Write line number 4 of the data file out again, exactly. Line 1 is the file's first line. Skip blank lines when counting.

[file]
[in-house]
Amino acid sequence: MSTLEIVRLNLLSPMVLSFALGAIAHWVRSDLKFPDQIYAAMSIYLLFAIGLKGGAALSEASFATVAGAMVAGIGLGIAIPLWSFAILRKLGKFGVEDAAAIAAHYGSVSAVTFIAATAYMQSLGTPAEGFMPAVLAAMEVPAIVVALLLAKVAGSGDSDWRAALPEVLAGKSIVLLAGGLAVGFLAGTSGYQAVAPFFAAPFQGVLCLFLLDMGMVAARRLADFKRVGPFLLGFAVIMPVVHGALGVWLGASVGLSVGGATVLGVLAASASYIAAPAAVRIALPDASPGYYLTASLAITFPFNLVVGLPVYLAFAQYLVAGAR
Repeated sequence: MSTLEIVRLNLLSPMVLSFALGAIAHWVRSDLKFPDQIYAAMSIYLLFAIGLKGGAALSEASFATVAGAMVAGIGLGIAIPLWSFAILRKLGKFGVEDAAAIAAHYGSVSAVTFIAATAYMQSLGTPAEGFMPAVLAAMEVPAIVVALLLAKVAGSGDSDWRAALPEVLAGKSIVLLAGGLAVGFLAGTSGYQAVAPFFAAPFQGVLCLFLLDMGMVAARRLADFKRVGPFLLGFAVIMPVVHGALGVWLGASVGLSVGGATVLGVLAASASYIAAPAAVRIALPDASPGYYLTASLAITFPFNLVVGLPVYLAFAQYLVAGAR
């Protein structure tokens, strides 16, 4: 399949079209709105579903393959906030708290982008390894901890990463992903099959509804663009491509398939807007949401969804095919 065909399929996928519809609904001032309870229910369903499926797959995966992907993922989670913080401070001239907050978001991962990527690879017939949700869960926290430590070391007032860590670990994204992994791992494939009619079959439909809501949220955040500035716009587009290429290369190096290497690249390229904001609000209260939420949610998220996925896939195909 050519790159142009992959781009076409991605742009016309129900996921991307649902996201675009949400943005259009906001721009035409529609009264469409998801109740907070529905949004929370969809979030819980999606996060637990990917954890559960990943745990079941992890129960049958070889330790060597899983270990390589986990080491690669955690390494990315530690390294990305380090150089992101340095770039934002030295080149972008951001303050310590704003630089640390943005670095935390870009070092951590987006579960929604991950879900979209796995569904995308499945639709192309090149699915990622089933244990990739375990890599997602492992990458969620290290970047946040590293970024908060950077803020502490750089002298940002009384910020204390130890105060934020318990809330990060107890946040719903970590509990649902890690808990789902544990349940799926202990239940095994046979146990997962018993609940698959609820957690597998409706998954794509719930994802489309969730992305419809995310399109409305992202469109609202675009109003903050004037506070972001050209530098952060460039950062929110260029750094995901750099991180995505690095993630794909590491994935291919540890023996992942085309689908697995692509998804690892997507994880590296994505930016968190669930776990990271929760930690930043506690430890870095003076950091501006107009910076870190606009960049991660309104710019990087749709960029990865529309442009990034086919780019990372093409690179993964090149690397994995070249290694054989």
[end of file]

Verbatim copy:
């Protein structure tokens, strides 16, 4: 399949079209709105579903393959906030708290982008390894901890990463992903099959509804663009491509398939807007949401969804095919 065909399929996928519809609904001032309870229910369903499926797959995966992907993922989670913080401070001239907050978001991962990527690879017939949700869960926290430590070391007032860590670990994204992994791992494939009619079959439909809501949220955040500035716009587009290429290369190096290497690249390229904001609000209260939420949610998220996925896939195909 050519790159142009992959781009076409991605742009016309129900996921991307649902996201675009949400943005259009906001721009035409529609009264469409998801109740907070529905949004929370969809979030819980999606996060637990990917954890559960990943745990079941992890129960049958070889330790060597899983270990390589986990080491690669955690390494990315530690390294990305380090150089992101340095770039934002030295080149972008951001303050310590704003630089640390943005670095935390870009070092951590987006579960929604991950879900979209796995569904995308499945639709192309090149699915990622089933244990990739375990890599997602492992990458969620290290970047946040590293970024908060950077803020502490750089002298940002009384910020204390130890105060934020318990809330990060107890946040719903970590509990649902890690808990789902544990349940799926202990239940095994046979146990997962018993609940698959609820957690597998409706998954794509719930994802489309969730992305419809995310399109409305992202469109609202675009109003903050004037506070972001050209530098952060460039950062929110260029750094995901750099991180995505690095993630794909590491994935291919540890023996992942085309689908697995692509998804690892997507994880590296994505930016968190669930776990990271929760930690930043506690430890870095003076950091501006107009910076870190606009960049991660309104710019990087749709960029990865529309442009990034086919780019990372093409690179993964090149690397994995070249290694054989």